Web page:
In ironing, a fabric is heated through this transition so that the polymer chains become mobile. The weight of the iron then imposes a preferred orientation. Tg can be significantly decreased by addition of plasticizers into the polymer matrix. Smaller molecules of plasticizer embed themselves between the polymer chains, increasing the spacing and free volume, and allowing them to move past one another even at lower temperatures. The "new-car smell" is due to the initial outgassing of volatile small-molecule plasticizers used to modify interior plastics (e.g., dashboards) to keep them from cracking in the cold of winter weather. The addition of nonreactive side groups to a polymer can also make the chains stand off from one another, reducing Tg. If a plastic with some desirable properties has a Tg which is too high, it can sometimes be combined with another in a copolymer or composite material with a Tg below the temperature of intended use. Note that some plastics are used at high temperatures, e.g., in automobile engines, and others at low temperatures.[15]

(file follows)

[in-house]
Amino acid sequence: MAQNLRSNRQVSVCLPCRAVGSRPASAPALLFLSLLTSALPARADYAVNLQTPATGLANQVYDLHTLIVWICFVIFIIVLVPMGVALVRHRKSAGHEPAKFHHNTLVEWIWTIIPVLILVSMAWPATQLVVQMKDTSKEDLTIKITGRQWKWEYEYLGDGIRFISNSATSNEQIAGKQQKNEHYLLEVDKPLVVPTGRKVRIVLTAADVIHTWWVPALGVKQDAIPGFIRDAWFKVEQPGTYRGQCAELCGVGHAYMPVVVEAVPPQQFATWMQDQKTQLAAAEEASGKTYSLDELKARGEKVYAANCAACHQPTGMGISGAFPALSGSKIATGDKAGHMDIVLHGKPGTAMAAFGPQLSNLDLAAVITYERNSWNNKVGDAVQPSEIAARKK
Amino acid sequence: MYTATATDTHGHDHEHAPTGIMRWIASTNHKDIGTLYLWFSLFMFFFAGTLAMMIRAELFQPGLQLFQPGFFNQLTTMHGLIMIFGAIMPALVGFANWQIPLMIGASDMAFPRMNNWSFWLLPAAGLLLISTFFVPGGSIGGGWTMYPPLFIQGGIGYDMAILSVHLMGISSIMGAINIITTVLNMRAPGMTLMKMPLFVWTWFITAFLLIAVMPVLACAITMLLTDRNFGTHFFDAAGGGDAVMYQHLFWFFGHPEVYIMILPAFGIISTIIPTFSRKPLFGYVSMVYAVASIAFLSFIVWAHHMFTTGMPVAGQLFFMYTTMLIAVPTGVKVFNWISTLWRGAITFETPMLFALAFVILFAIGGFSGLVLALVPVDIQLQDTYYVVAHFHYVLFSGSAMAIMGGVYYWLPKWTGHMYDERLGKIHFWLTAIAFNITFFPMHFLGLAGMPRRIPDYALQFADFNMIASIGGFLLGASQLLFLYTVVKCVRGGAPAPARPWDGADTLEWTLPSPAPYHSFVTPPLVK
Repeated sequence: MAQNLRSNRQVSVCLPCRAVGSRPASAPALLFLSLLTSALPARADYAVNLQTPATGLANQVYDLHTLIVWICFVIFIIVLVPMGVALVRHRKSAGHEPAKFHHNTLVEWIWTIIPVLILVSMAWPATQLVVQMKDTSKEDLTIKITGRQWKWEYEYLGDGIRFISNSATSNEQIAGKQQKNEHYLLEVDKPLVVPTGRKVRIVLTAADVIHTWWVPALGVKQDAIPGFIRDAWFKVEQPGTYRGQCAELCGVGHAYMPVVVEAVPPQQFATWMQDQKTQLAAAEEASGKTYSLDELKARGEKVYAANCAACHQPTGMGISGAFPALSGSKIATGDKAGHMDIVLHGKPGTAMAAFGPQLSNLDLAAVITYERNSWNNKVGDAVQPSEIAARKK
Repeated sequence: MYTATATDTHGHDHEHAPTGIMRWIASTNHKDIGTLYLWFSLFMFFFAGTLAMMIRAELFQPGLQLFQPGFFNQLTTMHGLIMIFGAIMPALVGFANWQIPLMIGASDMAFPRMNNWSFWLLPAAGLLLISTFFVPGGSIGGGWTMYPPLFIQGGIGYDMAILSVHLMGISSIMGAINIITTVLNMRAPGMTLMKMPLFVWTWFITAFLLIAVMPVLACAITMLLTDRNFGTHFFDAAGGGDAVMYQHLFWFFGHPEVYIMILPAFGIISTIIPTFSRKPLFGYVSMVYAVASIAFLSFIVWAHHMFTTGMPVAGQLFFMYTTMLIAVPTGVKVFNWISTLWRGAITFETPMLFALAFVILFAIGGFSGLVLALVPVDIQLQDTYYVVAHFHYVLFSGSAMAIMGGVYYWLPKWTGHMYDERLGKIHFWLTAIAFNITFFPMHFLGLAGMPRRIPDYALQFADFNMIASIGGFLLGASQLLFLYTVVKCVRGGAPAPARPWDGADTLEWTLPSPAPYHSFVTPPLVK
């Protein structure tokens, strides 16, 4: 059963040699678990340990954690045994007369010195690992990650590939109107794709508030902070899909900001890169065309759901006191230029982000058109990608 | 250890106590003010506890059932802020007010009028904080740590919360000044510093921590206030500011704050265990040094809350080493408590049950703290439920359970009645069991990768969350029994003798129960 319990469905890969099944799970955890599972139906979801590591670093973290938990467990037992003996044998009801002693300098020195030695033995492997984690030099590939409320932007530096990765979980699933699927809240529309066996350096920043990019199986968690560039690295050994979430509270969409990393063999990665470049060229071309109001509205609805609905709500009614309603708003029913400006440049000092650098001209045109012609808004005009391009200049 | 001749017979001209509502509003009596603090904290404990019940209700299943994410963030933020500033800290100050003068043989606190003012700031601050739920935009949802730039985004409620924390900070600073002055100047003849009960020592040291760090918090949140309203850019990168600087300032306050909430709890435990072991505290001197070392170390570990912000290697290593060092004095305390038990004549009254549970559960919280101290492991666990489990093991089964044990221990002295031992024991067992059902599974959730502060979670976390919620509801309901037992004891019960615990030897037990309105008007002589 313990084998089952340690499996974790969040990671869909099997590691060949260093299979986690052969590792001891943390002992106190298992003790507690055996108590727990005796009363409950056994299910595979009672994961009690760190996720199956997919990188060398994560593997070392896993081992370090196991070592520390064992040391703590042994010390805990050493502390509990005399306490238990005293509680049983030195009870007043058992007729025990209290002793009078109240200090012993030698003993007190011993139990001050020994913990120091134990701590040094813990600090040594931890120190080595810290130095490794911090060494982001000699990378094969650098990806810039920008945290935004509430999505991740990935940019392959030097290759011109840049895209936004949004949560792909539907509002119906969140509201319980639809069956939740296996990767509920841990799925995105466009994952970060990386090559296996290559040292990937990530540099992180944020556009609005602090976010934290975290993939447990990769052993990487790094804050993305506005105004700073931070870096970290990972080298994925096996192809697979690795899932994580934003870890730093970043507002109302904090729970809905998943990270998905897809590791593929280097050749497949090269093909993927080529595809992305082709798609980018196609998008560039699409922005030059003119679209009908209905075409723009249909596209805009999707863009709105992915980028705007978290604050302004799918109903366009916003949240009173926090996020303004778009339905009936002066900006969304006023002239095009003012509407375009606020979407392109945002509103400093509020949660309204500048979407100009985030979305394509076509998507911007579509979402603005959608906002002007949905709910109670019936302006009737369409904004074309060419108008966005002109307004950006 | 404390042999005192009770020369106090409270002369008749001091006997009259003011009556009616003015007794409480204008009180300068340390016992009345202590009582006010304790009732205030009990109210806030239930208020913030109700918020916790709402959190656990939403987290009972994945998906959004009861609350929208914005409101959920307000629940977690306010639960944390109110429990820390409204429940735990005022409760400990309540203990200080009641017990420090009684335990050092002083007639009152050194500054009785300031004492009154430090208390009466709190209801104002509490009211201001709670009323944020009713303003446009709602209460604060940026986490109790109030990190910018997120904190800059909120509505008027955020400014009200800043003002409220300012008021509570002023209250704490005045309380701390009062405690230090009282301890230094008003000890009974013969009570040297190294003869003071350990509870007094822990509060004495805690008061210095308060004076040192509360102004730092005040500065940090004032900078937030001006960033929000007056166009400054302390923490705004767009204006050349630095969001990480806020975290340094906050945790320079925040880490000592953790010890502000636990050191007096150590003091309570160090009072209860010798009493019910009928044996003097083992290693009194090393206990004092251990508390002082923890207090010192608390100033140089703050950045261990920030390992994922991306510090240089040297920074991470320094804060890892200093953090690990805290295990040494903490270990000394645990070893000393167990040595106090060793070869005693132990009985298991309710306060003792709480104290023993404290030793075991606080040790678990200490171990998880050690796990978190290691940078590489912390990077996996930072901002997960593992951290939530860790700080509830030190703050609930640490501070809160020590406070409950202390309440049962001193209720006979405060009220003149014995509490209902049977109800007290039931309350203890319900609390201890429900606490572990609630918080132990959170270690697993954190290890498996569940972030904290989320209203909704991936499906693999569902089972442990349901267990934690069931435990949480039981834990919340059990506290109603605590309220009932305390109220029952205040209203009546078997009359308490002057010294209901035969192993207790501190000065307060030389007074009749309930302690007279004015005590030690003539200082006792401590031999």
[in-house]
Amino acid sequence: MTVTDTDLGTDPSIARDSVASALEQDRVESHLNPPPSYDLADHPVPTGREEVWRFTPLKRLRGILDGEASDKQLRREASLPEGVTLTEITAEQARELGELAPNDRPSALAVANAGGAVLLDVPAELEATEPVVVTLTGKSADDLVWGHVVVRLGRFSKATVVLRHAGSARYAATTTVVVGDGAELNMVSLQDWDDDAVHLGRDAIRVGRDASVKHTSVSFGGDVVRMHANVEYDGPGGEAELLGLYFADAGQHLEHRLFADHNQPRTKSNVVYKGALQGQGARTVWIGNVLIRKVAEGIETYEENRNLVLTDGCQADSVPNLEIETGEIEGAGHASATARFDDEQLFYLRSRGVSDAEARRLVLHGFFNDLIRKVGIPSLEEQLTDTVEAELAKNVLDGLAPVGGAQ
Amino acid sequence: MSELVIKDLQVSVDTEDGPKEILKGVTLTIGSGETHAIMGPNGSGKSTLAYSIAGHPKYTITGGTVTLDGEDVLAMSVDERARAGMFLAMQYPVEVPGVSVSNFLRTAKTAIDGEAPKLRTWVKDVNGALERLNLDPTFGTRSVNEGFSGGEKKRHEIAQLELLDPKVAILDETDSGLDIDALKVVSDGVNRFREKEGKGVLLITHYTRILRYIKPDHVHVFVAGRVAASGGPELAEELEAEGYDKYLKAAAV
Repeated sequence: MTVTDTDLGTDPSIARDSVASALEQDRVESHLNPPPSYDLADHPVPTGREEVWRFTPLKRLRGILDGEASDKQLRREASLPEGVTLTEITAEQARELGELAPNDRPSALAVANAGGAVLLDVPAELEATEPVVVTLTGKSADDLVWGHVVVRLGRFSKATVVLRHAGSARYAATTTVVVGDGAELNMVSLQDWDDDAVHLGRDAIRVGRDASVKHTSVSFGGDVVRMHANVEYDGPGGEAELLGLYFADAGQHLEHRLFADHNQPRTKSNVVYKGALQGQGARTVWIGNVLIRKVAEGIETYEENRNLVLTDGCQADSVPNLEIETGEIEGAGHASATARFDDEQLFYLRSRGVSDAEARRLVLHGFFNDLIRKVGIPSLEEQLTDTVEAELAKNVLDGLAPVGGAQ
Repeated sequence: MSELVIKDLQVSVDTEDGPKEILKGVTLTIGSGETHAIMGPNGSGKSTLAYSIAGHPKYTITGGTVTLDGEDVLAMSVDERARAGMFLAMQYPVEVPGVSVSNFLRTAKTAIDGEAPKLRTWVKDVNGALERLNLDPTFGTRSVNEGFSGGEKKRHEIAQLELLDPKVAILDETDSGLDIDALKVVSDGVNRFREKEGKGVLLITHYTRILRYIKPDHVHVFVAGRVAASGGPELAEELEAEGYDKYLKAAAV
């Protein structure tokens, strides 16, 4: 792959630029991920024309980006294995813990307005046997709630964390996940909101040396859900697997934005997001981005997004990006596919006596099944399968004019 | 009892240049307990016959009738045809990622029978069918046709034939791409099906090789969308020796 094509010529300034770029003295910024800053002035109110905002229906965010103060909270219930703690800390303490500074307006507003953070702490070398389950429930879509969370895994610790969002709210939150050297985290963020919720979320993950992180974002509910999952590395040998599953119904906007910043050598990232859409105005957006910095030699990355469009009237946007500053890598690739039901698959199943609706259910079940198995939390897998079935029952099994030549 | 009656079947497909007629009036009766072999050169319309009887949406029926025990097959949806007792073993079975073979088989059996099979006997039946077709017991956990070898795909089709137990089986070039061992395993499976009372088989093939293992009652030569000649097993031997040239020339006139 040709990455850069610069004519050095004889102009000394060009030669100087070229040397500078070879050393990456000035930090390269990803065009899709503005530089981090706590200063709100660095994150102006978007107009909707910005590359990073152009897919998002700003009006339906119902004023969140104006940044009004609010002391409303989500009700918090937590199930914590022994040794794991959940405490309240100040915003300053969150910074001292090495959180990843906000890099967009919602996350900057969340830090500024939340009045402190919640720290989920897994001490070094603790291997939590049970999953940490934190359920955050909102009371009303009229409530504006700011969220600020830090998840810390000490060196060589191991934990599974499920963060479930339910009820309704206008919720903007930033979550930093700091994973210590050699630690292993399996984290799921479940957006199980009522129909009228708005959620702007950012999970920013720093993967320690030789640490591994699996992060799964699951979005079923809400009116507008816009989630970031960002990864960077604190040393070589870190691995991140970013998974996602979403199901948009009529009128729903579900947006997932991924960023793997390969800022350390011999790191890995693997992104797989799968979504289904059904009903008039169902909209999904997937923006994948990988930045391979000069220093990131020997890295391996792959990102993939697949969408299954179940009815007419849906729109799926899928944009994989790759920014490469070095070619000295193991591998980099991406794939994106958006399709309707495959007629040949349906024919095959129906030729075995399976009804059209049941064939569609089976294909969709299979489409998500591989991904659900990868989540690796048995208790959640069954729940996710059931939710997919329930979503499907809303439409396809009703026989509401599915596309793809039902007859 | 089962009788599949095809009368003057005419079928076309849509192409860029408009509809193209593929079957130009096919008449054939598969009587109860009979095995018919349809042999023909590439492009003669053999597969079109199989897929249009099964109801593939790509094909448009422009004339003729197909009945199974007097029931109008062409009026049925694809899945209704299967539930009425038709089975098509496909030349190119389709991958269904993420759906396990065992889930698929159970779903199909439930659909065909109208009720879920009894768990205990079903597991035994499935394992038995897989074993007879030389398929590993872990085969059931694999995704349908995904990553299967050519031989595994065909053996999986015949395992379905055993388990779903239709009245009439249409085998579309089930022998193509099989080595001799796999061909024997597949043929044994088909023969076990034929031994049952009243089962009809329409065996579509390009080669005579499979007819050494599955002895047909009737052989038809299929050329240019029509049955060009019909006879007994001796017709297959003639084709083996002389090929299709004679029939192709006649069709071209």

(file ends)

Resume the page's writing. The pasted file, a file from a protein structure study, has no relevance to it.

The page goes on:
In viscoelastic materials, the presence of liquid-like behavior depends on the properties of and so varies with rate of applied load, i.e., how quickly a force is applied. The silicone toy 'Silly Putty' behaves quite differently depending on the time rate of applying a force: pull slowly and it flows, acting as a heavily viscous liquid; hit it with a hammer and it shatters, acting as a glass.

Stiffness versus temperature

On cooling, rubber undergoes a liquid-glass transition, which has also been called a rubber-glass transition. For example, the Space Shuttle Challenger disaster was caused by rubber O-rings that were being used well below their glass transition temperature on an unusually cold Florida morning, and thus could not flex adequately to form proper seals between sections of the two solid-fuel rocket boosters.

Mechanics of vitrification